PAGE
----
Further ethical concerns raised by big data  use in policing include especially respecting  autonomy (provision of adequate consent) and privacy. As mentioned earlier, many factors that are aggravators or mitigators of crime are not easily quantified (Angwin et al. 2016), and one can argue that there is an infinite number of potential factors that reduce or increase a person’s likelihood of committing a crime. Furthermore, algorithms are designed by humans, who are often more likely to consider aggravators of crime, distorting potential predictions. Importantly for prediction of place with increased risk for an criminal act, if police have a higher propensity to target certain groups, it would naturally result in them gravitating towards specific neighbourhoods where these groups are concentrated (Lum & Isaac, 2016), infringing the freedom of targeted communities. Finally, some may argue that indeed, the over-policing of ethnic minority neighbourhoods is in fact happening because of high crime rates. However, there are counter-arguments that much of the excessive crime reported in these neighbourhoods can be regarded as nuisance crimes, rather than serious criminal activity (Fayyad, 2017).

To sum up, if the existing police datasets and practices are systematically biased, then this bias would be reflected and reproduced in the predictive models, as it is well researched that data will likely reflect biases of actors who construct such models (Silberg and Manyika 2019; Manyika, Silberg, and Presten 2019). Predictive policing technologies present the world to police officers in a certain way, specifically, by telling them that certain areas are likely to be more dangerous than others. When police is taught to see the world this way, it might affect the way they behave towards people encountered in such “high-risk” zones.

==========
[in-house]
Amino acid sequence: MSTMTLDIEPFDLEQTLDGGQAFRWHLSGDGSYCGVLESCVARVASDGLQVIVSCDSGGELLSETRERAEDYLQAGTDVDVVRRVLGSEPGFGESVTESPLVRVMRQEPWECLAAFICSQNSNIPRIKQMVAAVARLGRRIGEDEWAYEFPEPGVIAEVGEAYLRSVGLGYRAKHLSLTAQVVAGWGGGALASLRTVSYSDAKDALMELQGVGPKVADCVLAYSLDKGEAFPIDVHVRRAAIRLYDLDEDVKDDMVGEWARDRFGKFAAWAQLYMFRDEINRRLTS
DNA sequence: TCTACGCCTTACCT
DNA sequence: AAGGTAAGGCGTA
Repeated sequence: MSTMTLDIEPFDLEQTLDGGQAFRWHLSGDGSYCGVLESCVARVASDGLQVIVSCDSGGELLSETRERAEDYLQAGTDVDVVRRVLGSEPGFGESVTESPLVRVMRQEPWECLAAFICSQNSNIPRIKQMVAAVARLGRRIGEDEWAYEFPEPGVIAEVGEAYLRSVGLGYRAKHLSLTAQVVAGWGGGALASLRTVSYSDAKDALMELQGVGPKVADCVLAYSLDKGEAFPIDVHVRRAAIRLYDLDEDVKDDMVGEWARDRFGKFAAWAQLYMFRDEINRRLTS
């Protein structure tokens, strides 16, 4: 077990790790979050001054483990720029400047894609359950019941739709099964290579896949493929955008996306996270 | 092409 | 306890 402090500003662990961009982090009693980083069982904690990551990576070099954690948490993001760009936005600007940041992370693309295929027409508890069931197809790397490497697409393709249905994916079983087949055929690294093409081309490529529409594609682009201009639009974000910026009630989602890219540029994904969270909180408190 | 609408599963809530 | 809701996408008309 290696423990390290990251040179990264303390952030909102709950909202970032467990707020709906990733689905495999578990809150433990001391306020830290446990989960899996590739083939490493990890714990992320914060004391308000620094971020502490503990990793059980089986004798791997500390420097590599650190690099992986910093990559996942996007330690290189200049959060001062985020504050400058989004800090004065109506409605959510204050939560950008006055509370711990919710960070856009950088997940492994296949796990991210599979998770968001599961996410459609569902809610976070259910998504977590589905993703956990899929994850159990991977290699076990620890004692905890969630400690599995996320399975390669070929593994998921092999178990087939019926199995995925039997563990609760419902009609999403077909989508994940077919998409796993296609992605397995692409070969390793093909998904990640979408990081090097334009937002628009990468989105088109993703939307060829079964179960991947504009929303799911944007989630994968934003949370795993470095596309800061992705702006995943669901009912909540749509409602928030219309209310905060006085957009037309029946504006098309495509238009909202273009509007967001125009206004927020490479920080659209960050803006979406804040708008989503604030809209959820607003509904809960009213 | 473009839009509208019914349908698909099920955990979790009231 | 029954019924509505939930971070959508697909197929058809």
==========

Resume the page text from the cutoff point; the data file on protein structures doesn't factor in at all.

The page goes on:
But is predictive policing equal to a technologically-veiled racial discrimination? A weak argument countering at least intentional discrimination is that we are not aware of any predictive policing algorithms that use race as a factor when generating crime forecasts. Furthermore, algorithms cannot intentionally do anything, not in the way we think about intentions. Selbst (2017) argues in favour of predictive policing systems saying that when modelled correctly, it leverages technology to free public institutions from human prejudice.

Democratic influence and transparency

It can be argued that algorithmic governance poses a significant threat to the legitimacy of public decision-making. Exploring the impact of the use of big data and algorithms (like in case of predictive policing) on legal rules and practice might highlight potential liability gaps that might arise through algorithms’ misbehaviour or biased training datasets. Predictive policing raised concerns over the objectivity, as well as the lack of transparency in its models (Jouvenal, 2016).

While discussing democratic influence in the context of police ability to enforce the rule of law aided by technology, it is important to look into the implications of third party software. This is rather problematic in as many national agencies are outsourcing research and development to private companies or purchasing off the shelf solutions. Firstly, it leads to a reflection on who has the access to police data. What is more, training data sourced from outside of police organization, or blending multiple data sources, might cause of errant AI applications. Secondly, not many vendors are willing to disclose their proprietary algorithms, but it is the law enforcement that bears the responsibility for the results. One can also ask what information do the designers of algorithms owe to communities and the police departments. Furthermore, adversarial attacks on private sector, resulting in imperceptible to the human eye change in output might be disastrous to police work